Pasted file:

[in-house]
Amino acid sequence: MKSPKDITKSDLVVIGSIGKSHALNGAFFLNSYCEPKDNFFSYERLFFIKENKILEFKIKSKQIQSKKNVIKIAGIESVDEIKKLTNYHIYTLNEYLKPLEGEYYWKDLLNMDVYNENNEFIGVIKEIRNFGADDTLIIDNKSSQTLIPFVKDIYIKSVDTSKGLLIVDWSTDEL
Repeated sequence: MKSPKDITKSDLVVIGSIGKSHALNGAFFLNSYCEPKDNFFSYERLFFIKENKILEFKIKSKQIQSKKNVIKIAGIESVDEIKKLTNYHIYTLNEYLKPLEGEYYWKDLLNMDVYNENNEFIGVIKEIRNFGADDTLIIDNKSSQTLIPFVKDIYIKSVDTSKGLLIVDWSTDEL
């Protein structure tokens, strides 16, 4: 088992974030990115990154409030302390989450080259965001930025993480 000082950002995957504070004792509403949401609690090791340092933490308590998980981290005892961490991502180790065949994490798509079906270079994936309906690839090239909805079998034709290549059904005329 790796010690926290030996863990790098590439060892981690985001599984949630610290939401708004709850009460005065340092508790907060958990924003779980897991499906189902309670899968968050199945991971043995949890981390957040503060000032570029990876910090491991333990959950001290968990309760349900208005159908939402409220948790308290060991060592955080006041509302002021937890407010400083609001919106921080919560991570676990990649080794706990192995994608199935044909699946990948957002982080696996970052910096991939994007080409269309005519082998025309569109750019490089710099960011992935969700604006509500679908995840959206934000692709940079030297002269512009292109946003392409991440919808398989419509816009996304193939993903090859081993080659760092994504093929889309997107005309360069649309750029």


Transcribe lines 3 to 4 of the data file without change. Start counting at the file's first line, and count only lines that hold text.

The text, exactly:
Repeated sequence: MKSPKDITKSDLVVIGSIGKSHALNGAFFLNSYCEPKDNFFSYERLFFIKENKILEFKIKSKQIQSKKNVIKIAGIESVDEIKKLTNYHIYTLNEYLKPLEGEYYWKDLLNMDVYNENNEFIGVIKEIRNFGADDTLIIDNKSSQTLIPFVKDIYIKSVDTSKGLLIVDWSTDEL
């Protein structure tokens, strides 16, 4: 088992974030990115990154409030302390989450080259965001930025993480 000082950002995957504070004792509403949401609690090791340092933490308590998980981290005892961490991502180790065949994490798509079906270079994936309906690839090239909805079998034709290549059904005329 790796010690926290030996863990790098590439060892981690985001599984949630610290939401708004709850009460005065340092508790907060958990924003779980897991499906189902309670899968968050199945991971043995949890981390957040503060000032570029990876910090491991333990959950001290968990309760349900208005159908939402409220948790308290060991060592955080006041509302002021937890407010400083609001919106921080919560991570676990990649080794706990192995994608199935044909699946990948957002982080696996970052910096991939994007080409269309005519082998025309569109750019490089710099960011992935969700604006509500679908995840959206934000692709940079030297002269512009292109946003392409991440919808398989419509816009996304193939993903090859081993080659760092994504093929889309997107005309360069649309750029």